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Clinical Pharmacokinetics

, Volume 58, Issue 2, pp 271–282 | Cite as

Population Pharmacokinetics of Gemtuzumab Ozogamicin in Pediatric Patients with Relapsed or Refractory Acute Myeloid Leukemia

  • Joanna C. MastersEmail author
  • Elly Barry
  • Beverly Knight
Original Research Article
  • 160 Downloads

Abstract

Background and Objective

To date, the population pharmacokinetics (popPK) of gemtuzumab ozogamicin (GO), a CD33-directed antibody–drug conjugate consisting of hP67.6 antibody linked to N-acetyl gamma calicheamicin used in the treatment of acute myeloid leukemia (AML), has not been characterized in pediatric patients. This report describes the popPK of GO following intravenous administration in 29 pediatric patients aged ≤ 17 years with relapsed or refractory AML who were enrolled in the 0903A1-102-US phase I/II study.

Methods

The pharmacokinetics (PK) of GO, as represented by total hP67.6 antibody, were described by a two-compartment model with two clearance components: a linear clearance (CL1) and time-dependent clearance that includes a decay coefficient. The PK of unconjugated calicheamicin (UC; payload) were described by a two-compartment model with CL1 and an input rate of formation based on antibody rate of elimination. Allometric scaling was included in both models, with baseline body weight as a fixed effect on CL1 and central volume.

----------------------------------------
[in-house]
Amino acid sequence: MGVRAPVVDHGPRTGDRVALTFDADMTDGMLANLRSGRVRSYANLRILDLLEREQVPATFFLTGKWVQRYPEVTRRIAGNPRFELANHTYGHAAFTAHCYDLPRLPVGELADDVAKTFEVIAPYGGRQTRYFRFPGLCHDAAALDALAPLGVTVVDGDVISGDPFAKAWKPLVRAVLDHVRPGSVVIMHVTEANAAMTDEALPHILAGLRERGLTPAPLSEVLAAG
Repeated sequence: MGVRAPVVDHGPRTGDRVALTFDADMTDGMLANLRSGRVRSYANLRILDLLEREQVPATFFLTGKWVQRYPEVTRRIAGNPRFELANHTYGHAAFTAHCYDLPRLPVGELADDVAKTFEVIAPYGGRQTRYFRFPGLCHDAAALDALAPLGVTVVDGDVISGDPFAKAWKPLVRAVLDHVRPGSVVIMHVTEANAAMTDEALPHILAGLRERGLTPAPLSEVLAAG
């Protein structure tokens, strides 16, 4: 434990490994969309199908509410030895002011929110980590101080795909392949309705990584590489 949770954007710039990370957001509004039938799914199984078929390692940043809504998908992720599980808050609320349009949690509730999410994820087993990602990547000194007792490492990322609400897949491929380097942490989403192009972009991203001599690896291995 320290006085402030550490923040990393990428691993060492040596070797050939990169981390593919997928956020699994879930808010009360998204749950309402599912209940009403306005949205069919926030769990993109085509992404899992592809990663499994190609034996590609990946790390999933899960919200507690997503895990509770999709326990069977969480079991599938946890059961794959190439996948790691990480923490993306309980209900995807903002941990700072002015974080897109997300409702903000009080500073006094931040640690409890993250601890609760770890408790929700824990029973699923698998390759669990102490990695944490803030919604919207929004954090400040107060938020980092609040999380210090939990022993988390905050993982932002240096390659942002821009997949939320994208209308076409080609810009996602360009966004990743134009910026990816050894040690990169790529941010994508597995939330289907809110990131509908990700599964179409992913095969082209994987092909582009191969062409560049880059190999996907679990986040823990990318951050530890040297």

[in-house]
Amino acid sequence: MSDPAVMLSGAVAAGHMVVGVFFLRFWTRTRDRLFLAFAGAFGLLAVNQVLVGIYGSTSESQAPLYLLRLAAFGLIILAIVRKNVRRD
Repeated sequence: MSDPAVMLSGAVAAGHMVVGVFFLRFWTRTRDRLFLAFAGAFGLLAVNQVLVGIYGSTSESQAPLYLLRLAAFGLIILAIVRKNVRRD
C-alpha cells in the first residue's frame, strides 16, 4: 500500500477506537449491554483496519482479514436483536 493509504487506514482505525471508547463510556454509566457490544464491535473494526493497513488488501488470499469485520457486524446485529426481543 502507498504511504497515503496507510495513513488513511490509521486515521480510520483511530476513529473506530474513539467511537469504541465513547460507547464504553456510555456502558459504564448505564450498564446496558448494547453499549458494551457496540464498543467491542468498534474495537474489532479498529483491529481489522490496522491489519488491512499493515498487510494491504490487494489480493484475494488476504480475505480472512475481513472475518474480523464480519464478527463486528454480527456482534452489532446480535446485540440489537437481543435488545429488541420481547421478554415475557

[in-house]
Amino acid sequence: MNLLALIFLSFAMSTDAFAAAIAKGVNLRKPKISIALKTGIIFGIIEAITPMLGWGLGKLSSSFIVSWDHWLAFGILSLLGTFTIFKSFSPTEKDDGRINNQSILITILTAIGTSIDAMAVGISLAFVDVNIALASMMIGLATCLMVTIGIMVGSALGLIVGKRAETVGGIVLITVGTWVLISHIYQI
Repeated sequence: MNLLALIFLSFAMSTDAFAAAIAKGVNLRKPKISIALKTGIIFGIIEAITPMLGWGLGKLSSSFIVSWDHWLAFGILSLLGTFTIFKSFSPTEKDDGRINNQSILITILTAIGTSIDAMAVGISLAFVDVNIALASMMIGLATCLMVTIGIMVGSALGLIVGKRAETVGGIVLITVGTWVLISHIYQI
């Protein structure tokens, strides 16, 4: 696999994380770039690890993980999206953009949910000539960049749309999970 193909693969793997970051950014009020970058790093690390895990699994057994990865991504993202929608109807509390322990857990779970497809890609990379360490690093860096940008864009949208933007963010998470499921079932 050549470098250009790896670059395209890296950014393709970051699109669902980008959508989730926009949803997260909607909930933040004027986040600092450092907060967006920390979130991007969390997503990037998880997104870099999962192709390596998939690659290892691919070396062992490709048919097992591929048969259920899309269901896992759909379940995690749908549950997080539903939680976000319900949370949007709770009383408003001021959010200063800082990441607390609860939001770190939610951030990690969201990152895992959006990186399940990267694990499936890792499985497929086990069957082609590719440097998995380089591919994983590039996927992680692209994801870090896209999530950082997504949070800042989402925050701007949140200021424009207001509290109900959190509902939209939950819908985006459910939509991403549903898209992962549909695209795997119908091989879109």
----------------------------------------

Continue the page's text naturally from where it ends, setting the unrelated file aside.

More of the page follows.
Results and Conclusions

PK parameters for hP67.6 and UC were not significantly affected by any of the available demographic factors and safety laboratory values tested as covariates (except baseline body weight). Simulations to compare GO dosing regimens (6, 7.5, and 9 mg/m2 on days 1 and 15 versus, 3 mg/m2 fractionated dosing on days 1, 4, and 7) were performed, showing that total antibody and UC trough concentrations were maintained at higher concentrations during treatment following the more frequent dosing than following the original regimen.

Study Identifier

0903A1-102-US.

Notes

Acknowledgements

The authors thank Ana Ruiz-Garcia (Pfizer Inc.) for guidance in modeling techniques and review of the manuscript. Editorial support was provided by Susan Reinwald, PhD, and Kevin O’Regan, PhD, of Complete Healthcare Communications, LLC, and David Wateridge, PhD, of Engage Scientific Solutions, and was funded by Pfizer.

Compliance with Ethical Standards

Funding

This study was funded by Pfizer Inc. Open-access publication of this manuscript was sponsored by Pfizer.

Conflict of interest

JCM, EB, and BK are full-time employees of Pfizer and have stock ownership.

Ethical approval

All procedures performed in studies involving human participants were in accordance with the ethical standards of the institutional and/or national research committee and with the 1964 Helsinki Declaration and its later amendments or comparable ethical standards.

Informed consent

Written informed consent was obtained from all patients (or their parent/guardian) included in the 0903A1-102-US study. Additional informed consent was obtained from all individual participants for whom identifying information is included in this article.

Supplementary material

40262_2018_694_MOESM1_ESM.docx (588 kb)
Supplementary material 1 (DOCX 588 kb)

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Copyright information

© Springer International Publishing AG, part of Springer Nature 2018

Authors and Affiliations

  1. 1.Clinical Pharmacology, Oncology, Global Product DevelopmentPfizer IncSan DiegoUSA
  2. 2.Pfizer Global Product Development OncologyCambridgeUSA

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